"It was a cold February day in 1919, just one week before Sally’s seventh birthday when her mother went into labor with their thirteenth child. It had snowed the night before and Sally’s mother had gone outside to try to clear a path to the barn when she started to bleed. Because of the deep snow, they couldn’t reach a doctor to get help. Not that it would have made any difference. Sally’s mother had had one baby after another; sixteen pregnancies in all. The first baby when she was only fourteen years old. She had been torn from the deliveries and now at 39 years old her body was worn out. As she lay in bed with several patch work quilts on top of her, she shivered with the cold. Her eyes were half closed and she moaned with each contraction as it came.
Sally’s big brown eyes filled with tears as she walked next to the casket with her older brothers and sisters. As the pine casket was placed on the ground beside the open grave, Sally slowly raised her hands up on the casket and gently brushed the snow off a corner of her mother’s casket. Tears rolled down her cheeks. She felt afraid and confused. Sally didn’t understand all that had happened to her mother – only that she was gone.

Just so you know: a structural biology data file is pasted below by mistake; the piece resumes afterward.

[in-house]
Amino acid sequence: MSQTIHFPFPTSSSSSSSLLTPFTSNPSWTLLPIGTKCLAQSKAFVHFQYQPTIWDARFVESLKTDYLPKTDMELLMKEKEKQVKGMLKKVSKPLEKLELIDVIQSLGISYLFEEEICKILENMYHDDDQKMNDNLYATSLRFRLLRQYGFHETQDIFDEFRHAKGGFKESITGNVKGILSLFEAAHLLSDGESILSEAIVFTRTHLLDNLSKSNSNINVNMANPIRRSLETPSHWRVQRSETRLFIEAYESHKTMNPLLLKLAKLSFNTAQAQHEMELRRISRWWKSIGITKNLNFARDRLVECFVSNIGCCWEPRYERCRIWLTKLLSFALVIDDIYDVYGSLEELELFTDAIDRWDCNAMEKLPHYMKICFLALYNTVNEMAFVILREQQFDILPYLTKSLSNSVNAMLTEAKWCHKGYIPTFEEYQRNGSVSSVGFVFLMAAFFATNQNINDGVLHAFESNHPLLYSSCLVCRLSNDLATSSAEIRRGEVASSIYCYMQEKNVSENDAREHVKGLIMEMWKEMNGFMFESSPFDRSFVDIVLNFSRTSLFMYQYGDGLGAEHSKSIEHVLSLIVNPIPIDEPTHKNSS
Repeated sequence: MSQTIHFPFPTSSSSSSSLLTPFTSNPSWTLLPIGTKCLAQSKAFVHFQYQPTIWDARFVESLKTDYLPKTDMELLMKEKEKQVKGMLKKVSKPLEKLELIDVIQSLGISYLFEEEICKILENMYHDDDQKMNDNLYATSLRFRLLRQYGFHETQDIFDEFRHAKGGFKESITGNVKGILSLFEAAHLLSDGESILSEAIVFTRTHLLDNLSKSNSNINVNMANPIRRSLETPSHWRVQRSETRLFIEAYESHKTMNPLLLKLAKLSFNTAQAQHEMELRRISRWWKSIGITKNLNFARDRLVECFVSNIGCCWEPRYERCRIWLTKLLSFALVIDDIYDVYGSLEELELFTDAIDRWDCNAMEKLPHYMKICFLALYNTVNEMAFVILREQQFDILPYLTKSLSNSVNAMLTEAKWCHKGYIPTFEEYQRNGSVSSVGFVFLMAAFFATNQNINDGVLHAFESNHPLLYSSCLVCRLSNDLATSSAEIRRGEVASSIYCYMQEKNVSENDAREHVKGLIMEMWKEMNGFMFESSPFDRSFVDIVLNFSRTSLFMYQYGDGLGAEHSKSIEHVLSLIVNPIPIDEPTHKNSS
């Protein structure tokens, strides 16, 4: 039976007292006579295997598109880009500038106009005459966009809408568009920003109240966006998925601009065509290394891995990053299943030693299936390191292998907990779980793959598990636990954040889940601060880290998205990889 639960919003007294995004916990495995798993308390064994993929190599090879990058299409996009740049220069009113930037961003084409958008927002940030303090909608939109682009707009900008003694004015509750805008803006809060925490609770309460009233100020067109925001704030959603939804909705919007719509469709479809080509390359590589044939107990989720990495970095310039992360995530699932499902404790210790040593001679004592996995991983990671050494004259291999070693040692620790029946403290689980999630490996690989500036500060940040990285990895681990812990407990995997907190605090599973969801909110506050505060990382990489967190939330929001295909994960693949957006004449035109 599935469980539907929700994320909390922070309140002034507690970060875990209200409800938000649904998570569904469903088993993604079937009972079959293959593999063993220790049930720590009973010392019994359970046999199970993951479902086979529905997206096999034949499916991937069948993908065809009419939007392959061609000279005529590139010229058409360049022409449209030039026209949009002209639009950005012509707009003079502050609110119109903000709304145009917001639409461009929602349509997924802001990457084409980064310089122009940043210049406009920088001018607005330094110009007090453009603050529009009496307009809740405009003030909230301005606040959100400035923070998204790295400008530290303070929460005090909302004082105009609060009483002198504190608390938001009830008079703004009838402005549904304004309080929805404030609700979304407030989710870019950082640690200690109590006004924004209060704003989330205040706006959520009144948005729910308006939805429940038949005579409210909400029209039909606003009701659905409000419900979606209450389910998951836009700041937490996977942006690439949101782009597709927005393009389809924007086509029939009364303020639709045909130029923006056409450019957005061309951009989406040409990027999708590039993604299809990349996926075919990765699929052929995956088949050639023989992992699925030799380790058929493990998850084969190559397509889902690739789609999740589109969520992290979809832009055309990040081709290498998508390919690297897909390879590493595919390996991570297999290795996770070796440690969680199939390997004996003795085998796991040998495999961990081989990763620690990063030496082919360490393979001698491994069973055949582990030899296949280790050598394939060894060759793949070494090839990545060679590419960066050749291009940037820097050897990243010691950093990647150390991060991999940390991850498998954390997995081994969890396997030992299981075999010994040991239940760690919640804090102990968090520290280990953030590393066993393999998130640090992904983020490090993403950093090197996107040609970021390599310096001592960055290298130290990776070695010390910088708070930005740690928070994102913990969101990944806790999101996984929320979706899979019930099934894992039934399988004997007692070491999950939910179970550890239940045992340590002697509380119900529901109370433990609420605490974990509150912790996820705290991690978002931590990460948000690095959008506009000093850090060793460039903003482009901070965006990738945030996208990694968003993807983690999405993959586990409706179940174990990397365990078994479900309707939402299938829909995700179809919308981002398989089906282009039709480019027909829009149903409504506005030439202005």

Even though it was early May, a light snow had fallen on the ground outside. Sally sat at the wooden table eating a bowl of cold lumpy mush that was leftover from dinner the night before. Jene, at almost 13 years old was the oldest daughter still living at home. She had prepared the mush with the few ingredients they had left in the house. The chair creaked as it skidded across the wooden floor as Sally tried to push herself away from the table.
“I can’t eat this anymore, it tastes like the paste we use at the old school house!” cried Sally.
I don’t have nothin’ else to feed ya, now eat a few more bites so ya don’t get too hungry later on today!” retorted Jene.
Jene wiped her hands on her apron and grunted as she lifted baby Phillip from the high chair.
“You’re getting to be a big boy Phillip, you’re almost two years old and you already eat more than your sister Marci.”
Marci smiled shyly as she pushed her bowl away after taking only a few bites.
“I not eat it cause it tastes yucky!” said Marci.
“Now see what you’ve done,” said Jene to Sally.
“Marci won’t eat her breakfast either!”
Jene sat down on one of the mismatched chairs that were arranged around the kitchen table. She put her head in her hands and started to cry. She could feel the children’s eyes on her. They seldom saw her cry. Jene tried to be strong for the little ones, but watching them go hungry was more than she could stand.